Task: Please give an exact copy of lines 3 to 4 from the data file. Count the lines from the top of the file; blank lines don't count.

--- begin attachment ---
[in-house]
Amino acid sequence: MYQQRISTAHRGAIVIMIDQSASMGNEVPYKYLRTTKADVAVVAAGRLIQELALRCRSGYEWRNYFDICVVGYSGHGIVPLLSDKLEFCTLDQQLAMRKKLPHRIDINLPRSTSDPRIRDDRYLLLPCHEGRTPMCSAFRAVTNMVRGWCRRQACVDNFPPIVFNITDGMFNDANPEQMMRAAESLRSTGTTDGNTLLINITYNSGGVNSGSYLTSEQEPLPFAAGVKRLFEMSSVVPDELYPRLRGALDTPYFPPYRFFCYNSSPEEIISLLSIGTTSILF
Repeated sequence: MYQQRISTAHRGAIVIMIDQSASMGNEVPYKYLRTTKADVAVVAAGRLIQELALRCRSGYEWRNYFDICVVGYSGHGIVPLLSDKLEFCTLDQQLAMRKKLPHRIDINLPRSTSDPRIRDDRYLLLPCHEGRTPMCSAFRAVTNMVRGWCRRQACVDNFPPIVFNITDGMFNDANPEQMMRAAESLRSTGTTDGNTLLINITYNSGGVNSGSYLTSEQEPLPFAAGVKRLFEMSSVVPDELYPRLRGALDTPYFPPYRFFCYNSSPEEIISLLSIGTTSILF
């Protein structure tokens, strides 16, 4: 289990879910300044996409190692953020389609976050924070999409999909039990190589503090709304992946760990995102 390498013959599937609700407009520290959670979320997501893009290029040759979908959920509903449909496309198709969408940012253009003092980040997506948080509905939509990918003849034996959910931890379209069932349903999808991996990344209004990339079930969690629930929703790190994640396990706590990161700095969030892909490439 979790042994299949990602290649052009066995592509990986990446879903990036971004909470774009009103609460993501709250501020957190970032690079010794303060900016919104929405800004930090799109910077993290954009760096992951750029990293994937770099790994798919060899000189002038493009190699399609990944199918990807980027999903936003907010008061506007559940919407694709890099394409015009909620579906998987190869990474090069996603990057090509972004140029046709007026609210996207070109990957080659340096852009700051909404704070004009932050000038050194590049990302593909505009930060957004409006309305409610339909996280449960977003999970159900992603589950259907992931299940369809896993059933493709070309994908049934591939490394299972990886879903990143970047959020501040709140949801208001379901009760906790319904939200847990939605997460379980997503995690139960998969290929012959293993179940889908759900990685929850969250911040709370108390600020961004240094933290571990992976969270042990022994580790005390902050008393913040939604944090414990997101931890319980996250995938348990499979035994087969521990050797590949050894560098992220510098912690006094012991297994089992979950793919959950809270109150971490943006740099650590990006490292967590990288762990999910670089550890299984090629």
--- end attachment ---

Repeated sequence: MYQQRISTAHRGAIVIMIDQSASMGNEVPYKYLRTTKADVAVVAAGRLIQELALRCRSGYEWRNYFDICVVGYSGHGIVPLLSDKLEFCTLDQQLAMRKKLPHRIDINLPRSTSDPRIRDDRYLLLPCHEGRTPMCSAFRAVTNMVRGWCRRQACVDNFPPIVFNITDGMFNDANPEQMMRAAESLRSTGTTDGNTLLINITYNSGGVNSGSYLTSEQEPLPFAAGVKRLFEMSSVVPDELYPRLRGALDTPYFPPYRFFCYNSSPEEIISLLSIGTTSILF
């Protein structure tokens, strides 16, 4: 289990879910300044996409190692953020389609976050924070999409999909039990190589503090709304992946760990995102 390498013959599937609700407009520290959670979320997501893009290029040759979908959920509903449909496309198709969408940012253009003092980040997506948080509905939509990918003849034996959910931890379209069932349903999808991996990344209004990339079930969690629930929703790190994640396990706590990161700095969030892909490439 979790042994299949990602290649052009066995592509990986990446879903990036971004909470774009009103609460993501709250501020957190970032690079010794303060900016919104929405800004930090799109910077993290954009760096992951750029990293994937770099790994798919060899000189002038493009190699399609990944199918990807980027999903936003907010008061506007559940919407694709890099394409015009909620579906998987190869990474090069996603990057090509972004140029046709007026609210996207070109990957080659340096852009700051909404704070004009932050000038050194590049990302593909505009930060957004409006309305409610339909996280449960977003999970159900992603589950259907992931299940369809896993059933493709070309994908049934591939490394299972990886879903990143970047959020501040709140949801208001379901009760906790319904939200847990939605997460379980997503995690139960998969290929012959293993179940889908759900990685929850969250911040709370108390600020961004240094933290571990992976969270042990022994580790005390902050008393913040939604944090414990997101931890319980996250995938348990499979035994087969521990050797590949050894560098992220510098912690006094012991297994089992979950793919959950809270109150971490943006740099650590990006490292967590990288762990999910670089550890299984090629």